Their Chemical Make-Up," G. W. Shaw;
discussion; music; "Interest of the Fruit
grower In Pure-Food Laws." H. M. Wil
liamson; discussion: music; "Education
for Horticulturists," Hon. J. E. Baker;
Friday. 10 A. M. "Marketing Fruit."
J. T. Brumfield: discussion. C. L. Dalley.
L. B. Clough; "Co-operation in Marketing
of Fruit." Albert Brownell: discussion. C.
B. Graves. H. L. Bunnell: "The Grape
In Southern Oregon." A. H. Carson: dis
cussion. Emile Schauno. E. J. Broetje.
Afternoon session. 2 P. M. "Apple Can
ker. Anthracnose," A. B. Cordley: discus
sion, M. O. Lownsdale, Asa Holaday;
"Some Mistakes In Pruning." L. T. -wey-nolds;
discussion. E. H. Skinner, Oharlese
Long. Evening session Music; "The Fin
ished Product." C. A. Tonneson; discus
sion; music; "Up - to - Date Fruitgrow
ing," Emory E. Smith: music.
NOON'S MODEL FVKH.
How He Is Improving His Ranch
at Warren, Columbia County.
ST. HELENS, Or., Jan. 23. Last fall.
W. C. Noon, the tent and bngmaker of
Portland, commenced the improvement of
hii ranch at Warren, where he has 140
acros of fine farming land.
He has erected a barn 10S.S2 faet. 46
feet from lower floor to comb of roof.
It will accommodate 100 cowt, sfcc horsf3
and a number of calves. On the lower
floor in one end is a large harness room
and a granary. Occupying the north end
is a feed-gr'ndlng room and an ensilage
cutt'nff room, with the necessary ma
chinery In each. Bptween thasaf rooms are
tna circular silos. 2&d& feet, capable 6t
holding several hundred tons of ensllago.
The stanchlors for holding the cattle aro
I so arranged that when the cow puta her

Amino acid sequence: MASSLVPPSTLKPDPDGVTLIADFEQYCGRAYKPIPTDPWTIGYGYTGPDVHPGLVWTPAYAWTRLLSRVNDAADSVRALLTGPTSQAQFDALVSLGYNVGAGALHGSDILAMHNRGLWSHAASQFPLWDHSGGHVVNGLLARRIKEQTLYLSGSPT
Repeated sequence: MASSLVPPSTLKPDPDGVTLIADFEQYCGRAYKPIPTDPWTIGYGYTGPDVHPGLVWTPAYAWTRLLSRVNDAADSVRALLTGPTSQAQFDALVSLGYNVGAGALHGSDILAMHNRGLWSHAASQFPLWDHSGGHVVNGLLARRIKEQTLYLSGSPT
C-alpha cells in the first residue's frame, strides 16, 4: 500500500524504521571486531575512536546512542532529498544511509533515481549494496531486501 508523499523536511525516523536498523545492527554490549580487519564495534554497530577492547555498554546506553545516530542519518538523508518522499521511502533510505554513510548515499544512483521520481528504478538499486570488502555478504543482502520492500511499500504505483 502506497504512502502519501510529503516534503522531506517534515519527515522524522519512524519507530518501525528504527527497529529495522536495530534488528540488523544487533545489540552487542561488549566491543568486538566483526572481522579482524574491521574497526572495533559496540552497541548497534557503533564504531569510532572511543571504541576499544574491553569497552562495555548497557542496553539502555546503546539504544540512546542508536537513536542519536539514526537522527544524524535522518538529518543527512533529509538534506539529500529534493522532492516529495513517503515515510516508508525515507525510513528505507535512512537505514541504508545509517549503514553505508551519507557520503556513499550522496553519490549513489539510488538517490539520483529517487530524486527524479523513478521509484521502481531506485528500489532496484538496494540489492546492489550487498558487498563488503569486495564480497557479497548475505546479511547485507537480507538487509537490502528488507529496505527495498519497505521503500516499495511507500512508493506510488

head In to eat she drops & weight, which
closes the stanchion. These stanchions
are swung on pivots, allowing the ani
mal more freedom than the- old stationary
or fixed stanchion.
Mr. Noon has erected a hotel or bunk
house 18x40 feet, two stories, with a ca
pacity for 32. men. A blacksmith shop, ixx
26 feet, with one forge, has Just been com
pleted. The chicken house, which is a
model one. Is 34x50 feet
The foundation is laid for a creamery
40xtw feet, two stories with a water tower
45 feet high. There he intends to man-
ufacturo both butter and cheese. Soon
as the creamery is completed. Mr. Noon
will commence the erection of a fine coun
He- has donated a large lot to tho M.
E. society; of Warren, who are preparing
to erect a neat chapel 32x24 feet.
The Improvements now completed and
under way will add several thousand
dollars to the wealth of this locality.
New Church for St. Helens.
ST. HELENS. Or.. Jan. 23. Rev. D.
; McLachlln, pastor of the M. E. church, has
secured $1000 to commence the erection of
a new church la St. Helens.
IN TABLET FORM-FUEAS(ANT TO TAKE.
When nlsbtappear3 and no star sheds the-light of
hope, man cries for relief tmt death mocha aim la
despair. Dr. BarJshart'a Vogotablo Compound re
stores tao slniansr ana Eintues anow taa name or me.
It succeeds waen on oiao caa iuucu.
I Borved In the civil war four years. I ,
contracted Malaria Kidney ana y tomacal
Tmnhlw nnrl nrvBTBtem lias been a total?
wredcforU years. Insed-Dr.Burltbart'o
Vegetable Compound and unprovod from
.T. V. Walton.
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treatment, ?1.C0 w rfyfJ' trial treatment frst.
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dropsical swellings. Brlght'a disease, etc
KIDNEY AND URINARY
Complaints, painful, difficult, too frequent, milky or
bloody urine, unnatural discharges speedily cured.
DISEASES OF THE RECTUM
Such a3 pjles, fistula, fissure, ulceration mucous and
bloody discharges, cured without the knife, pain or
DISEASES OF MEN
Blood poison, gleet, stricture, unnatural losses, lm
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AND THAT HE WILL DO."